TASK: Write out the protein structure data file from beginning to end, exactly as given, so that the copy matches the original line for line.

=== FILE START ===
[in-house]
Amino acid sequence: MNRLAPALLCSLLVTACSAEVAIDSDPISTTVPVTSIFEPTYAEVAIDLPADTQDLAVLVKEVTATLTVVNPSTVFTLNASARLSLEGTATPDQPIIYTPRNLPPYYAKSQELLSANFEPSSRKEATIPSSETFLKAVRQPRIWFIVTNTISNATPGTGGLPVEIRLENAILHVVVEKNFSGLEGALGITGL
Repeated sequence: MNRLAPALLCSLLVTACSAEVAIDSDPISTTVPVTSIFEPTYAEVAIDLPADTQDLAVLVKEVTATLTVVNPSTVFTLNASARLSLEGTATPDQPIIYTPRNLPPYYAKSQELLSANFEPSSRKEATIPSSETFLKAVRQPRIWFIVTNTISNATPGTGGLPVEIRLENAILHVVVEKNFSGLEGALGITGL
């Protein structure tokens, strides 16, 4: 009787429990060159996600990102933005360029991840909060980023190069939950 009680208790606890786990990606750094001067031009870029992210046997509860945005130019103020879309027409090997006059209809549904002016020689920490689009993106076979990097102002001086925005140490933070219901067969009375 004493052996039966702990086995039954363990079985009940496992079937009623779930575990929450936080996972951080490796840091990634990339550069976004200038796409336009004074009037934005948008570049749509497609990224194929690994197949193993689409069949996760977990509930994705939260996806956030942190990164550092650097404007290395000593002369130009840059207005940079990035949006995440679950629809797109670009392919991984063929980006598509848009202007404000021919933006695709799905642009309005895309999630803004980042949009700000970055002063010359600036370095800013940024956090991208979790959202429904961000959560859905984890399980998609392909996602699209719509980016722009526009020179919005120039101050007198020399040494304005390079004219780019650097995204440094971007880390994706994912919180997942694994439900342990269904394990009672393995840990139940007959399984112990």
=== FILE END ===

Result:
[in-house]
Amino acid sequence: MNRLAPALLCSLLVTACSAEVAIDSDPISTTVPVTSIFEPTYAEVAIDLPADTQDLAVLVKEVTATLTVVNPSTVFTLNASARLSLEGTATPDQPIIYTPRNLPPYYAKSQELLSANFEPSSRKEATIPSSETFLKAVRQPRIWFIVTNTISNATPGTGGLPVEIRLENAILHVVVEKNFSGLEGALGITGL
Repeated sequence: MNRLAPALLCSLLVTACSAEVAIDSDPISTTVPVTSIFEPTYAEVAIDLPADTQDLAVLVKEVTATLTVVNPSTVFTLNASARLSLEGTATPDQPIIYTPRNLPPYYAKSQELLSANFEPSSRKEATIPSSETFLKAVRQPRIWFIVTNTISNATPGTGGLPVEIRLENAILHVVVEKNFSGLEGALGITGL
């Protein structure tokens, strides 16, 4: 009787429990060159996600990102933005360029991840909060980023190069939950 009680208790606890786990990606750094001067031009870029992210046997509860945005130019103020879309027409090997006059209809549904002016020689920490689009993106076979990097102002001086925005140490933070219901067969009375 004493052996039966702990086995039954363990079985009940496992079937009623779930575990929450936080996972951080490796840091990634990339550069976004200038796409336009004074009037934005948008570049749509497609990224194929690994197949193993689409069949996760977990509930994705939260996806956030942190990164550092650097404007290395000593002369130009840059207005940079990035949006995440679950629809797109670009392919991984063929980006598509848009202007404000021919933006695709799905642009309005895309999630803004980042949009700000970055002063010359600036370095800013940024956090991208979790959202429904961000959560859905984890399980998609392909996602699209719509980016722009526009020179919005120039101050007198020399040494304005390079004219780019650097995204440094971007880390994706994912919180997942694994439900342990269904394990009672393995840990139940007959399984112990």